Column: It’s time to make the collective bargaining process more transparent

Governor Jay Inslee negotiated a historic 6 percent pay increase with union leaders for state employees, during the middle of his reelection campaign last year.

The deal was struck two months before Election Day.

Inslee also negotiated raises and a higher state contribution to retirement benefits for caregivers with SEIU 775 in August.

And while the Inslee administration negotiated with leaders representing state workers, the unions were spending $750,000 to reelect the governor according to the Tacoma News Tribune.

“This means we need to re-elect caregiver champion Jay Inslee for governor,” SEIU 775 officials said in a statement when they announced the deal.

There is no way to prove any wrongdoing, but this statement, and the money donated to Inslee’s campaign from unions representing employees that work on behalf of taxpayers, has the “appearance of corruption,” said Sen. Dino Rossi, R-Sammamish, multiple times.

Last week, the state Senate passed a bill from Sen. Dino Rossi, R-Sammamish, that would ban state worker unions from spending any money to elect gubernatorial candidates.

But if you were hoping the House would willingly allowed a vote on Rossi’s bill, I wouldn’t hold my breath if one member of the Senate Democratic caucus is to be believed.

A week earlier, during a debate on two bills that would grant Inslee the power to negotiate benefits he had already bargained with the unions, Republicans attempted to pass an amendment from Rep. Drew Stokesbary, R-Auburn, that wouldn’t retroactively give the governor this right and would delay implementation until the next round of negotiations slated for 2018.

The amendment was defeated 50-48 on a party line vote.

In 2004, the Legislature gave its power to negotiate contracts with state employee unions to the governor, and reserved the right to either approve deals or turn them down. This reform has allowed union leaders and the executive branch to collectively bargain behind closed doors and completely in secret, leaving taxpayers and legislators in the dark until a deal has been struck.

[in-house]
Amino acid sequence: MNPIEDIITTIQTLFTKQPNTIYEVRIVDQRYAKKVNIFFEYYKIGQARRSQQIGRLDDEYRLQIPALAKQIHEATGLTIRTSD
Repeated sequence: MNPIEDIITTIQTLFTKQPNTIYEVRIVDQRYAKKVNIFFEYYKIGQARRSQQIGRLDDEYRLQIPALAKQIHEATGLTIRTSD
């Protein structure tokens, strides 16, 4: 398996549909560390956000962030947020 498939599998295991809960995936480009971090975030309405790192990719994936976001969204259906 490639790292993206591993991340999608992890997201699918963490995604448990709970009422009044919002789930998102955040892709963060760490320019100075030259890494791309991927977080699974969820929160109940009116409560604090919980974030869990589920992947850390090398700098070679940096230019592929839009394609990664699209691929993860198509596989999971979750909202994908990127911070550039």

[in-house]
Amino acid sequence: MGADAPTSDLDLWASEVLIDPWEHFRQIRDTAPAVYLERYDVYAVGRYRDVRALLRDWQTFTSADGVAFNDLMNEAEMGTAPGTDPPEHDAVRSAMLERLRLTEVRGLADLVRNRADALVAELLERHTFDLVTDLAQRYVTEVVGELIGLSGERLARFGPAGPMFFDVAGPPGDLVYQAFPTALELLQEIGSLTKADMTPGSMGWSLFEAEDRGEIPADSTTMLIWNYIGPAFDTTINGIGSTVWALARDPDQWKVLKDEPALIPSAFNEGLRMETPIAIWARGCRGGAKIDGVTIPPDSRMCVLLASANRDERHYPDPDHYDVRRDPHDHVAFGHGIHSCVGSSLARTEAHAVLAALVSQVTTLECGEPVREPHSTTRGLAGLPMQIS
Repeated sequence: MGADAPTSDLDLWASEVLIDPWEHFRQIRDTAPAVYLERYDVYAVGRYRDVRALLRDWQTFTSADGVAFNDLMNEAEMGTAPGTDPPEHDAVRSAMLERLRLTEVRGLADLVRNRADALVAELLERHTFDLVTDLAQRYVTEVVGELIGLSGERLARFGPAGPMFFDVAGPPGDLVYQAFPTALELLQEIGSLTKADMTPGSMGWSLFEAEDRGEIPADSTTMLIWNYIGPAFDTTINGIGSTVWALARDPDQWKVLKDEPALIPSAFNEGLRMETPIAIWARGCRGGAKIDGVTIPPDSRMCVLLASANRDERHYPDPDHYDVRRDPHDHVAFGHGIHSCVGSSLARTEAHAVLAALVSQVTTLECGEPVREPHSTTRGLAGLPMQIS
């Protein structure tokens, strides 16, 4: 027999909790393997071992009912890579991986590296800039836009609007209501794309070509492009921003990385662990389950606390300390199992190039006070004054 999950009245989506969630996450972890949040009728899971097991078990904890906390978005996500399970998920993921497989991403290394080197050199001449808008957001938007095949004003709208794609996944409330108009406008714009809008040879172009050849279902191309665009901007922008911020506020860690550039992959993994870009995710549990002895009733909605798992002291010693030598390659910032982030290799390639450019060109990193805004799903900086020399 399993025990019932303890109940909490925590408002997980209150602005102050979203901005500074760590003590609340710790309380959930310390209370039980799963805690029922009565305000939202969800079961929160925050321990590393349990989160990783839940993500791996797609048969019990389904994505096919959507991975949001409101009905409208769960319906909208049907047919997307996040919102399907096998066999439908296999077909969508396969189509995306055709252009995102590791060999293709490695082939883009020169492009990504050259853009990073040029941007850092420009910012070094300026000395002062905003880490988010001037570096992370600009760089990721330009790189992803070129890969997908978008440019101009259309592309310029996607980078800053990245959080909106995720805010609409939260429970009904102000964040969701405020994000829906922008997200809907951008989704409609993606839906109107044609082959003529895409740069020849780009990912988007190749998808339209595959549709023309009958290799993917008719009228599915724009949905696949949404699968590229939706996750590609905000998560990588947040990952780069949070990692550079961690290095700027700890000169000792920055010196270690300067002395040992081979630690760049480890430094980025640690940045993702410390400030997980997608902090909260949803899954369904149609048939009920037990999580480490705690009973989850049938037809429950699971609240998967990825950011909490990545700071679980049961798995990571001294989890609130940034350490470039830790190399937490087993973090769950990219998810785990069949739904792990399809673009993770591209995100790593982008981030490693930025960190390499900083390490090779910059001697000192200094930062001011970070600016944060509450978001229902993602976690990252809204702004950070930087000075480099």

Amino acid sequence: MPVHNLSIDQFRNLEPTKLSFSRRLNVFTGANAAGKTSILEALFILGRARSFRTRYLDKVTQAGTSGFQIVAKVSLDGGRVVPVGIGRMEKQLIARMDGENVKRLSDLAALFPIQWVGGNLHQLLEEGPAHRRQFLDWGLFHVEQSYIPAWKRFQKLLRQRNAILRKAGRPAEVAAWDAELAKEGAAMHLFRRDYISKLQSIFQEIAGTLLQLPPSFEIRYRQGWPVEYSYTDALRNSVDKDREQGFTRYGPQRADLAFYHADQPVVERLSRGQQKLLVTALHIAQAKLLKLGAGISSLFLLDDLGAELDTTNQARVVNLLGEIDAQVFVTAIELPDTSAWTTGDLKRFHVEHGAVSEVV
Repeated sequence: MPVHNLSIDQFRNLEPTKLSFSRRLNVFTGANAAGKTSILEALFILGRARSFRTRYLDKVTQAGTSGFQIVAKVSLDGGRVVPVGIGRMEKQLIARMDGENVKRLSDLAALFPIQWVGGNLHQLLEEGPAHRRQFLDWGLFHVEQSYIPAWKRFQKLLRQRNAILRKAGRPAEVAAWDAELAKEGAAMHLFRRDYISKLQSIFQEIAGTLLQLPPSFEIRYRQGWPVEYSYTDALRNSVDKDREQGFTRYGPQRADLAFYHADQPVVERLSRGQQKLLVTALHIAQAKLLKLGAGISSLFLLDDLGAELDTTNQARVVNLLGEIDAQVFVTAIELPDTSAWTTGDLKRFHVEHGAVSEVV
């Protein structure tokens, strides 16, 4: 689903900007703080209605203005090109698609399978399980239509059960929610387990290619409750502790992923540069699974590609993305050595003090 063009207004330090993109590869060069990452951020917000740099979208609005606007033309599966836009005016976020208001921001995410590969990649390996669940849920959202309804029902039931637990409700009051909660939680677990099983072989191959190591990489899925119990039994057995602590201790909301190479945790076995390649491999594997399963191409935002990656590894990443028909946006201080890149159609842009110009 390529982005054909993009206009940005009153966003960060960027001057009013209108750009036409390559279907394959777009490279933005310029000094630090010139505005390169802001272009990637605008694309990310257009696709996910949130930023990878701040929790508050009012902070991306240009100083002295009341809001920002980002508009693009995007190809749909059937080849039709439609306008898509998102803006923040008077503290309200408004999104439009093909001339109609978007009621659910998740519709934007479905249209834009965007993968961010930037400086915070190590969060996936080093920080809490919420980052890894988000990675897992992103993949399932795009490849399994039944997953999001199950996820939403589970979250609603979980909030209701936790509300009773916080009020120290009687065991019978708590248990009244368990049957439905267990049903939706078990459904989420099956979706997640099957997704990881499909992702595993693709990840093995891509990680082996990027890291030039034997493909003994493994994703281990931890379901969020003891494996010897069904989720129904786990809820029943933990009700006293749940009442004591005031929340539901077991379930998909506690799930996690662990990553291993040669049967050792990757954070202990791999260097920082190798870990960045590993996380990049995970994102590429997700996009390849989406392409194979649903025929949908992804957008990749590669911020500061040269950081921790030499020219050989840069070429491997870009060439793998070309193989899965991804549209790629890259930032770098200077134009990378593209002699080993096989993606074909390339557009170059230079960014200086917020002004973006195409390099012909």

“He goes in the back room in secret with taxpayers’ wallet, and then he negotiates salaries and benefits, at the very same time they’re putting millions of dollars into his campaign,” Rossi summed up in an interview.

Next week, the Republican senate majority is set to unveil its budget proposal and we’ll find out whether they intend to fund the pay increases or not. Senate budget writer John Braun, R-Centralia, has previously told the Tacoma News Tribune that rejecting the contracts was a possible outcome since the Legislature is trying to come to an agreement on how to fully fund education.

“If they say education is a top priority and then undercut the possibility of solving that problem by negotiating the largest-ever raises for state employees, it seems like there’s a conflict there,” Braun told the Tacoma News Tribune.

It seems likely that Republicans are going to ask for some reforms to the collective bargaining process, such as forcing the negotiations to be open to the public (as suggested by Jason Mercier) or Rossi’s bill to ban state employee union donations to gubernatorial candidates, in return for funding the new contracts.

For the sake of public trust, I hope they can reach a compromise. It’s time for the Legislature to make the collective bargaining process more transparent and fair to the taxpayers.

Keith Schipper is a Washington state GOP strategist and regular columnist for the Washington State Wire. You can reach him at